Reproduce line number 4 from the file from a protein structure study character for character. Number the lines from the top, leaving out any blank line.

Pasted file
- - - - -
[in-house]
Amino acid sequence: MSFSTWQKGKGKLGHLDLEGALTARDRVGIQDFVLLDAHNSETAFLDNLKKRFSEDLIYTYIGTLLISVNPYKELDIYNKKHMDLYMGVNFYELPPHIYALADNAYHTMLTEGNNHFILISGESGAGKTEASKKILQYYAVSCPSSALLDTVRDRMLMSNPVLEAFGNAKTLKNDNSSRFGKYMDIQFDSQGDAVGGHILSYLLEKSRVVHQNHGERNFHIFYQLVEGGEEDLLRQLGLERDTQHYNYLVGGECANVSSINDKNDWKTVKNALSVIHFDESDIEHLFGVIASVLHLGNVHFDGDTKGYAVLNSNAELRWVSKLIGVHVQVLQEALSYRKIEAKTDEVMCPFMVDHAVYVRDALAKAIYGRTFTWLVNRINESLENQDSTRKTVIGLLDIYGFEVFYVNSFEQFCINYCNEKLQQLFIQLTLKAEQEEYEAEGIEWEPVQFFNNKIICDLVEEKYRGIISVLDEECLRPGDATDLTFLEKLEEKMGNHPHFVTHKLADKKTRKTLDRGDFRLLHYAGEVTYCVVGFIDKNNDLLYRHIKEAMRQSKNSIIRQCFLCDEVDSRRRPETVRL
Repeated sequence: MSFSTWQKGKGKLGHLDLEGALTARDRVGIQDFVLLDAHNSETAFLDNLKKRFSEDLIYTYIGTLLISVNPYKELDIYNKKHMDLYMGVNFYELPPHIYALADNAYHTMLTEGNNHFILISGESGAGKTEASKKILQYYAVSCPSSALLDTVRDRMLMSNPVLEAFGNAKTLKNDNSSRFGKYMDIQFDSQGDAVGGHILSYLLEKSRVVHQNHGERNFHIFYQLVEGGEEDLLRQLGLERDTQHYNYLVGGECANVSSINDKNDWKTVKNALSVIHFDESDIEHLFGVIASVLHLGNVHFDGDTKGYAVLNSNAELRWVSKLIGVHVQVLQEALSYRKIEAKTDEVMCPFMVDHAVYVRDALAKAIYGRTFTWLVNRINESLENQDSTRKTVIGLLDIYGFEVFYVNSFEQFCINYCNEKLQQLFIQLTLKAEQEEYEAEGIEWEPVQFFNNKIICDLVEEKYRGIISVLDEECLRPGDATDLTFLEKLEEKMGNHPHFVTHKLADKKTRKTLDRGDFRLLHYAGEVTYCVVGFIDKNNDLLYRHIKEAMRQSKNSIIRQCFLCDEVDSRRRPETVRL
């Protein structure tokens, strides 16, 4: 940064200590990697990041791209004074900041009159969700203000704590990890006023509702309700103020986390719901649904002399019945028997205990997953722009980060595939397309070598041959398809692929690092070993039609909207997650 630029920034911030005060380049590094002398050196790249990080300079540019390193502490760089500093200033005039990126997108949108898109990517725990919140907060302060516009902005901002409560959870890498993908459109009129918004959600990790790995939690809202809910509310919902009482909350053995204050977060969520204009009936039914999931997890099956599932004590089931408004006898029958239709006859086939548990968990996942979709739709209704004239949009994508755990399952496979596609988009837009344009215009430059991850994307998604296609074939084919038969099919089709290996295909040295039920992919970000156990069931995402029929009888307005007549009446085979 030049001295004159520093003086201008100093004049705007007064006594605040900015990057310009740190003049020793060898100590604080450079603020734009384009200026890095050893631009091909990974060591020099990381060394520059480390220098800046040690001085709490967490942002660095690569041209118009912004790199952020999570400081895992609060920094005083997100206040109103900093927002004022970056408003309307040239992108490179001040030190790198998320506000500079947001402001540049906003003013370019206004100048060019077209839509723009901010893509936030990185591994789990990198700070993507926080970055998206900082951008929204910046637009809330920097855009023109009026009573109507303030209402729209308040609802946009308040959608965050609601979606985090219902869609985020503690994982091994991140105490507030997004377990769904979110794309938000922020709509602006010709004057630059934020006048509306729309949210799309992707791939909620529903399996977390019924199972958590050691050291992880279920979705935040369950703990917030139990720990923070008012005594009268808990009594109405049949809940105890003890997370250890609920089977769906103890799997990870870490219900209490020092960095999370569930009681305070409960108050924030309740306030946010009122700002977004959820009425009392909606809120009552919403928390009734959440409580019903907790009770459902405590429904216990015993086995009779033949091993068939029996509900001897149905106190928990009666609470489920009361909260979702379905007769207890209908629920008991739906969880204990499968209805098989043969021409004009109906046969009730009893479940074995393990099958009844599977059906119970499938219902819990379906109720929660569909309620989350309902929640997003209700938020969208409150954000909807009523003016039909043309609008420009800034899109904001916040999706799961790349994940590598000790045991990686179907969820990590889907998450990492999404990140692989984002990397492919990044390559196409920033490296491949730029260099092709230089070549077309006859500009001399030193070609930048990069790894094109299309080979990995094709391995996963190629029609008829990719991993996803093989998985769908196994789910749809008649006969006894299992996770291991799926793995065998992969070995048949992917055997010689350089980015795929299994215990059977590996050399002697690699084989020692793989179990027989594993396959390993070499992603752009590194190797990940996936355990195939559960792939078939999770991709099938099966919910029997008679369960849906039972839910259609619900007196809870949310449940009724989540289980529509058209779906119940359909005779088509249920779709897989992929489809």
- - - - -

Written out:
């Protein structure tokens, strides 16, 4: 940064200590990697990041791209004074900041009159969700203000704590990890006023509702309700103020986390719901649904002399019945028997205990997953722009980060595939397309070598041959398809692929690092070993039609909207997650 630029920034911030005060380049590094002398050196790249990080300079540019390193502490760089500093200033005039990126997108949108898109990517725990919140907060302060516009902005901002409560959870890498993908459109009129918004959600990790790995939690809202809910509310919902009482909350053995204050977060969520204009009936039914999931997890099956599932004590089931408004006898029958239709006859086939548990968990996942979709739709209704004239949009994508755990399952496979596609988009837009344009215009430059991850994307998604296609074939084919038969099919089709290996295909040295039920992919970000156990069931995402029929009888307005007549009446085979 030049001295004159520093003086201008100093004049705007007064006594605040900015990057310009740190003049020793060898100590604080450079603020734009384009200026890095050893631009091909990974060591020099990381060394520059480390220098800046040690001085709490967490942002660095690569041209118009912004790199952020999570400081895992609060920094005083997100206040109103900093927002004022970056408003309307040239992108490179001040030190790198998320506000500079947001402001540049906003003013370019206004100048060019077209839509723009901010893509936030990185591994789990990198700070993507926080970055998206900082951008929204910046637009809330920097855009023109009026009573109507303030209402729209308040609802946009308040959608965050609601979606985090219902869609985020503690994982091994991140105490507030997004377990769904979110794309938000922020709509602006010709004057630059934020006048509306729309949210799309992707791939909620529903399996977390019924199972958590050691050291992880279920979705935040369950703990917030139990720990923070008012005594009268808990009594109405049949809940105890003890997370250890609920089977769906103890799997990870870490219900209490020092960095999370569930009681305070409960108050924030309740306030946010009122700002977004959820009425009392909606809120009552919403928390009734959440409580019903907790009770459902405590429904216990015993086995009779033949091993068939029996509900001897149905106190928990009666609470489920009361909260979702379905007769207890209908629920008991739906969880204990499968209805098989043969021409004009109906046969009730009893479940074995393990099958009844599977059906119970499938219902819990379906109720929660569909309620989350309902929640997003209700938020969208409150954000909807009523003016039909043309609008420009800034899109904001916040999706799961790349994940590598000790045991990686179907969820990590889907998450990492999404990140692989984002990397492919990044390559196409920033490296491949730029260099092709230089070549077309006859500009001399030193070609930048990069790894094109299309080979990995094709391995996963190629029609008829990719991993996803093989998985769908196994789910749809008649006969006894299992996770291991799926793995065998992969070995048949992917055997010689350089980015795929299994215990059977590996050399002697690699084989020692793989179990027989594993396959390993070499992603752009590194190797990940996936355990195939559960792939078939999770991709099938099966919910029997008679369960849906039972839910259609619900007196809870949310449940009724989540289980529509058209779906119940359909005779088509249920779709897989992929489809």